The legend of the Cat People is introduced by Irena when she divulges the significance of a Serbian King John statue spearing a panther, the biblical embodiment of evil. According to Irena, Serbians had relinquished proper Christian values and had become witches who bowed down to Satan, and said their masses to him, after cavorting with the Mameluk outsiders. The wisest and most wicked of these witches, from whom Irena traces her lineage, fled into the mountains upon the arrival of King John, escaping demise at his hand. Irena, a descendant of the Cat People, represents a witch who transfigures to a panther, trapped in a cage of alienation as an immigrant whose cultural heritage does not conform to the American norm. Her fear to become fully intimate with Oliver symbolizes her reluctance to become fully submerged in domesticated American culture.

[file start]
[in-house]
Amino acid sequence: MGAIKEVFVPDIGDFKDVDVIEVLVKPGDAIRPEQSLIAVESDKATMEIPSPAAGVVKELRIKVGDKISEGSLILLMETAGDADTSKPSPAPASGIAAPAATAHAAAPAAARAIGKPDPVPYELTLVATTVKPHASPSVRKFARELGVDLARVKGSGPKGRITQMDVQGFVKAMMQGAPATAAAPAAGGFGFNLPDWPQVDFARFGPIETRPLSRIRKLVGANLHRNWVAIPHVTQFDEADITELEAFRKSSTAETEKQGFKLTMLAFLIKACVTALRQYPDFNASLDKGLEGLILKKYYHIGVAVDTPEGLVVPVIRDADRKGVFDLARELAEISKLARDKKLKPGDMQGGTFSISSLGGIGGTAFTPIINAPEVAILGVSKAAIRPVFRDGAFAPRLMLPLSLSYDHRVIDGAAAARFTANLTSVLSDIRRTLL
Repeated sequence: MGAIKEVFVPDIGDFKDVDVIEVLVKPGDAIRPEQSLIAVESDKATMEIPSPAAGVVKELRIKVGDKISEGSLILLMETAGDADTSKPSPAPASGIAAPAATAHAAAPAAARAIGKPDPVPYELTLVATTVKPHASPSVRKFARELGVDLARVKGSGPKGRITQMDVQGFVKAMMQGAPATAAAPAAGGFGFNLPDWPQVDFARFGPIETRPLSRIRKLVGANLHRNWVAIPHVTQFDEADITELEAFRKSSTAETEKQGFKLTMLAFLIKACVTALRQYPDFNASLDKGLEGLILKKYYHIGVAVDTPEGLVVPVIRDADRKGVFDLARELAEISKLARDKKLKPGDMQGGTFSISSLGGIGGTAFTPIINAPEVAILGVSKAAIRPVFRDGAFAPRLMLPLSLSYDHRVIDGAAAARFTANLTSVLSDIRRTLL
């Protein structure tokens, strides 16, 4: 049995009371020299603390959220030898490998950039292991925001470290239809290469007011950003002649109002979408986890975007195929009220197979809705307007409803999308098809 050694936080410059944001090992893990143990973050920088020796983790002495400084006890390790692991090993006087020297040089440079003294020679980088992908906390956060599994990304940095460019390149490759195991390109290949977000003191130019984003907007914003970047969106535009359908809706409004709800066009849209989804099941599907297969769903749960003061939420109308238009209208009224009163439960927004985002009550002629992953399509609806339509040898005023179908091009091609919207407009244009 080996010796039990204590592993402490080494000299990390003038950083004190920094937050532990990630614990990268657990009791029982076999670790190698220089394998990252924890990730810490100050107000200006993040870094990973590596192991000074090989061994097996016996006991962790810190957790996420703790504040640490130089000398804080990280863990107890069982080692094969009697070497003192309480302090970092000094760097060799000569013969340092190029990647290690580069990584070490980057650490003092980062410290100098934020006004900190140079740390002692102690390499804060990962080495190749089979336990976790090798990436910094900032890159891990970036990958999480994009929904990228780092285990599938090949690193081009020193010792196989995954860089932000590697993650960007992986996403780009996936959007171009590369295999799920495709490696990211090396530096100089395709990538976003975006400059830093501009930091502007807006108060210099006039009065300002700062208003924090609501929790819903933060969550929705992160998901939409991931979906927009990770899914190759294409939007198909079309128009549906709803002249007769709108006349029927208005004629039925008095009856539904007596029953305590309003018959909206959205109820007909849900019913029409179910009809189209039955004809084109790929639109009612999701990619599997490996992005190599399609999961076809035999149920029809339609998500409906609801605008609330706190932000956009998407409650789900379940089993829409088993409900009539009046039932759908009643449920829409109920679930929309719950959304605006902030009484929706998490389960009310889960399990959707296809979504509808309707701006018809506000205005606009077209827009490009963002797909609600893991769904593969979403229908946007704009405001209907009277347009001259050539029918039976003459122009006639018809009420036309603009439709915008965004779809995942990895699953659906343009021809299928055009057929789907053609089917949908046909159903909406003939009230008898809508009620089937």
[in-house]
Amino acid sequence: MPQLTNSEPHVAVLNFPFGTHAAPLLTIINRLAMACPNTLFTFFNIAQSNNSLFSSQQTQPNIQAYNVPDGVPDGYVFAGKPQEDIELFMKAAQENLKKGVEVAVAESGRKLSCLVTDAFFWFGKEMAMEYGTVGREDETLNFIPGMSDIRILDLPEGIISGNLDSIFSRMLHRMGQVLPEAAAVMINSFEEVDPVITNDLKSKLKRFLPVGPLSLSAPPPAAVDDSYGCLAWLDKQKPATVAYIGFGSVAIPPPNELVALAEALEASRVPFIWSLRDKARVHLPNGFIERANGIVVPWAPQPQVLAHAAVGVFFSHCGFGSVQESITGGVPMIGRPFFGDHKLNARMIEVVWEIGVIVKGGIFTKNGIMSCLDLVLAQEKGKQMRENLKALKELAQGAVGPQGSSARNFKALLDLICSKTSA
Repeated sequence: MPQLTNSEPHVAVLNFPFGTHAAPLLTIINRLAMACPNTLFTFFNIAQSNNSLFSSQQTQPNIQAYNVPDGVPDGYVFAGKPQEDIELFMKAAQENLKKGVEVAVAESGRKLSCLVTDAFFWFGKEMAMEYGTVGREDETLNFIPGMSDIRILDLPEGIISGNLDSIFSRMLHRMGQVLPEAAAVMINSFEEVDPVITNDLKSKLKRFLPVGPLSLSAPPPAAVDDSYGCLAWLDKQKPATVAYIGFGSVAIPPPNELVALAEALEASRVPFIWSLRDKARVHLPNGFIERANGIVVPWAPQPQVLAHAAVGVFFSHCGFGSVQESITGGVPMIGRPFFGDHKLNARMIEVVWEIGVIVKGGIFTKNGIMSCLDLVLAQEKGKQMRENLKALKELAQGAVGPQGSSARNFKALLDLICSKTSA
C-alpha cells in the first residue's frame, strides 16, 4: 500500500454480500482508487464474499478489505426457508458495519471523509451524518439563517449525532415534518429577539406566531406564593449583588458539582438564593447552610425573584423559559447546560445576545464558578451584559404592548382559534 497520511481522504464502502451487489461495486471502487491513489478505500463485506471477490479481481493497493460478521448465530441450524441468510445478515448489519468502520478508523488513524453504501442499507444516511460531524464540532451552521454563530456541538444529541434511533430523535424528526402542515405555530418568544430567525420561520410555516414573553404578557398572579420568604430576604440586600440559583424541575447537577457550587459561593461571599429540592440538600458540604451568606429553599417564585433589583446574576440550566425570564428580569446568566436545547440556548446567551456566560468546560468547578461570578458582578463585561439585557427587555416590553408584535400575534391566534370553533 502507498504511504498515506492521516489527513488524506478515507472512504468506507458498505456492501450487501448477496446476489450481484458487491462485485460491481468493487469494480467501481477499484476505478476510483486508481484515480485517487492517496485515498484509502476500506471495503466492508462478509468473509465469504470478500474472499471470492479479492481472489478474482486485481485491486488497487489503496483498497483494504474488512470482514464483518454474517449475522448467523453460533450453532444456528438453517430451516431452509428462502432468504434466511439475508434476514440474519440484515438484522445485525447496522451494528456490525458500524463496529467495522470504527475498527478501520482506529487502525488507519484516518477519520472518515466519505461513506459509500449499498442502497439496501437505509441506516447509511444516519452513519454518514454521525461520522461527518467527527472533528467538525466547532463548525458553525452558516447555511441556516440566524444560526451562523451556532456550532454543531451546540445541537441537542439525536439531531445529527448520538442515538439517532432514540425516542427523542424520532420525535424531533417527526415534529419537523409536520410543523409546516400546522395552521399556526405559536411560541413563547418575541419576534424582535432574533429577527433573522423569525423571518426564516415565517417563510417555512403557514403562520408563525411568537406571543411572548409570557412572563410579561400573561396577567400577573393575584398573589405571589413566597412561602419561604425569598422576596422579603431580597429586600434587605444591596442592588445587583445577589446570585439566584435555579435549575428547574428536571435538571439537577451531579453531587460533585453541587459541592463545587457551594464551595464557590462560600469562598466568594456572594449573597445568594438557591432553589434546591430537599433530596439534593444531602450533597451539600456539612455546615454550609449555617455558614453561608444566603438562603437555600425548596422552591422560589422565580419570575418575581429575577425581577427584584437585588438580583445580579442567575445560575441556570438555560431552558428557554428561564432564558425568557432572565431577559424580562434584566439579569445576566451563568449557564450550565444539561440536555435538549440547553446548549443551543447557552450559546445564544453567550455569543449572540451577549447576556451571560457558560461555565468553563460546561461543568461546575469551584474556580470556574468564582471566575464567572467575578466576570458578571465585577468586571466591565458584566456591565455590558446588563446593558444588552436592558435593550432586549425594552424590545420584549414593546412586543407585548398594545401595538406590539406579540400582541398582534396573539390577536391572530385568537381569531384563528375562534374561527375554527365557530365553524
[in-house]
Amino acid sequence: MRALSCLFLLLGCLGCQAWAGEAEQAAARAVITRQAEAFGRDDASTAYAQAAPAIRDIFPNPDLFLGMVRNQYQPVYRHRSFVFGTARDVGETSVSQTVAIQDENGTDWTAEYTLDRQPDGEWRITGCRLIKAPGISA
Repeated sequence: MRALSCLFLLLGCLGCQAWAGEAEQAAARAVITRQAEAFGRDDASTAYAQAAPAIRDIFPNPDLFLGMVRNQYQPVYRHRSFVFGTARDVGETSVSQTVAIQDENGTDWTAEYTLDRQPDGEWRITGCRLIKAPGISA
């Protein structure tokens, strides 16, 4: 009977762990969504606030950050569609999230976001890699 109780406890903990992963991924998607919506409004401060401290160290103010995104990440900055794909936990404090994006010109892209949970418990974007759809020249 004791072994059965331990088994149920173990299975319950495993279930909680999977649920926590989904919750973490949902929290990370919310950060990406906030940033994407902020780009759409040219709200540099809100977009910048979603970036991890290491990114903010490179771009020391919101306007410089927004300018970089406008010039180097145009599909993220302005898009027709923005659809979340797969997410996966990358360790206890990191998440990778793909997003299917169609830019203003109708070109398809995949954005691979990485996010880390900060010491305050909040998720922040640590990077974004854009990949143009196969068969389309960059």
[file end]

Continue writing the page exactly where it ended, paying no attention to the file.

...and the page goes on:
Director Tourneur utilizes the rich imagery of the King John legend and the Cat People throughout the film. As Irena reveals her heritage, it is important to note that she is standing directly under a painting which includes cats, one of which resembles a panther. Irena is fascinated by the caged panther at the zoo and associates the female-like screams with her own feelings of entrapment. The zookeeper tries to correct her notions of the panther being beautiful. “No, he ain’t beautiful. He’s an evil critter ma’am. You read your Bible.” This alludes to the “good” King John speech, suggesting that which is foreign to western Christian culture is deemed evil. While pet shopping, the shopkeeper indirectly likens Irena to an alley cat which is “just not right.” The tamed house cats represent well behaved American immigrants who have converted to American values, forgoing their “evil” foreign ways.